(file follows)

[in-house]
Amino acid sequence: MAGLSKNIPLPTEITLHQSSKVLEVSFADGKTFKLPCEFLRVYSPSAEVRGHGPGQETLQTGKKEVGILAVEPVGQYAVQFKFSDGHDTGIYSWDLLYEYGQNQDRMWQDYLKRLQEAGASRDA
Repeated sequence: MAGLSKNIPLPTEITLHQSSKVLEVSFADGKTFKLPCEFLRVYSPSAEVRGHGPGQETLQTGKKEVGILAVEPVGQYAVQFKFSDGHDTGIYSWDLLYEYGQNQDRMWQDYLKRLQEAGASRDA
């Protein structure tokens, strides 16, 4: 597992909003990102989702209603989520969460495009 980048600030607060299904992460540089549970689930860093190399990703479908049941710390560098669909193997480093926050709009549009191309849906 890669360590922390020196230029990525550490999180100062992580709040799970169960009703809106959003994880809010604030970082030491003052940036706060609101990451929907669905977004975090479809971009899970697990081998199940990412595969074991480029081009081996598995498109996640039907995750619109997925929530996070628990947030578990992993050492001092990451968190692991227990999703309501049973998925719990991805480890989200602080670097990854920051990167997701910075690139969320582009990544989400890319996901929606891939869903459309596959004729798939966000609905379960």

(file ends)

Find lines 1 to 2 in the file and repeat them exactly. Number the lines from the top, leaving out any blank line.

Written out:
[in-house]
Amino acid sequence: MAGLSKNIPLPTEITLHQSSKVLEVSFADGKTFKLPCEFLRVYSPSAEVRGHGPGQETLQTGKKEVGILAVEPVGQYAVQFKFSDGHDTGIYSWDLLYEYGQNQDRMWQDYLKRLQEAGASRDA